Researchers Sarah Esther Lageson (Rutgers University), Elizabeth Webster (Loyola University), and Juan R. Sandoval (U.C. Irvine) analyzed 200 government websites operated by law enforcement, criminal courts, corrections, and criminal records repositories across the country to discern the impact such records have on the lives of millions of Americans affected by the U.S. criminal justice system.
They estimate that police departments have released 101 million arrest records, including 45.7 million booking photos, over the past 10 years alone. State criminal courts have released 147 million records, which can be “scraped, mined, shared by private websites, and remain online indefinitely.”
This data includes an arrestee’s name and the crime(s) for which they were arrested but often also includes personal information such as birthdays, home addresses, and physical characteristics.
The researchers also concluded that different states restrict some of this data, leading to widely varying outcomes. Ranking states on a scale between 0 and 25, with 25 indicating the most widespread public availability of personal information, researchers describe what they refer to as “justice by geography.”
Florida is the most “open” state with a score of 21, followed by Illinois and Indiana with 20, and Minnesota and New Jersey at 19. States like New Hampshire (2.5) and Massachusetts (3) prioritize an individual’s privacy instead, reflecting a legislative priority on giving persons with criminal records an opportunity to reintegrate into society.
Disturbing is the amount of information available in even middle-ranked states. In Montana (score of 11), a third-party can obtain an arrestee’s place and date of birth, citizenship status, tattoos, hair, eye, and skin color, and hand dominance.
The researchers noted this “impressive” amount of information can lead to “identity theft, stalking, discrimination, and harassment.” And this information rarely has any expiration date, making it difficult for arrestees to ever shake the burden of their interaction with police. For the rest of their lives, these people may be blocked from obtaining loans, denied specialized licenses and certifications, or simply excluded from employment, education, and housing opportunities.
This digital punishment is extended to people who were never convicted of a crime. Police may arrest someone on a serious charge, only to have prosecutors decline to pursue charges or have judges dismiss the charge for a lack of evidence. All but four states post pre-conviction records on the internet, which leads many people to be treated as guilty simply because they had an interaction with police. Even those who have been convicted deserve to be able to move on with their lives after having completed their sentences, and recidivism data reflect the need for community reintegration.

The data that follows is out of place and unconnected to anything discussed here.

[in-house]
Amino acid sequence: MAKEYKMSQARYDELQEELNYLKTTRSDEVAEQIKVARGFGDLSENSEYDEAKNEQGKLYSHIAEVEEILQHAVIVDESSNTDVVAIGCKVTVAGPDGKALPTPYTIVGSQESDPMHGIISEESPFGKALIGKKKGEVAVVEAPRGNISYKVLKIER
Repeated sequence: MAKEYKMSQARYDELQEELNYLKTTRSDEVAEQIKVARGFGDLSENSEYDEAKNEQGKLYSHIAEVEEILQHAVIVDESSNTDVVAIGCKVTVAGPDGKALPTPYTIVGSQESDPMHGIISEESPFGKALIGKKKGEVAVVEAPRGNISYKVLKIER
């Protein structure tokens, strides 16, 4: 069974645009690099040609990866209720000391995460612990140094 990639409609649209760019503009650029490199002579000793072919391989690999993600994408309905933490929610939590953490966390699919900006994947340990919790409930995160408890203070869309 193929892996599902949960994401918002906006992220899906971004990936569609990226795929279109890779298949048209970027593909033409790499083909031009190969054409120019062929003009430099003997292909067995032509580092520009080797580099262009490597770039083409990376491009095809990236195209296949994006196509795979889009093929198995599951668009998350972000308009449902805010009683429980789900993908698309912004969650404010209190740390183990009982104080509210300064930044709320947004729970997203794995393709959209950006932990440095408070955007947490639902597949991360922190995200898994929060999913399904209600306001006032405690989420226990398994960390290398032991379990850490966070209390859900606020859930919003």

Millions of people in the U.S. have had an interaction with justice systems, and open records are even more burdensome when you consider the likelihood and persistence of errors in reporting this data. This is further magnified when you account for private companies that scrape and replicate these errors and have less accountability than public agencies do.
Researchers made several recommendations to better “reflect both legislative intent and legitimate public interests,” including: limiting personally identifiable information (such as addresses and birthdays) from being posted online; following additional records-sealing practices; restricting bulk downloads and web-scraping while requiring users to register before accessing data; and reconsidering public release of pre-conviction records.
The researchers summarized the study as “a first step toward understanding how the criminal legal system distributes not only punishment and stigma but also the ability to maintain any privacy rights at all.”
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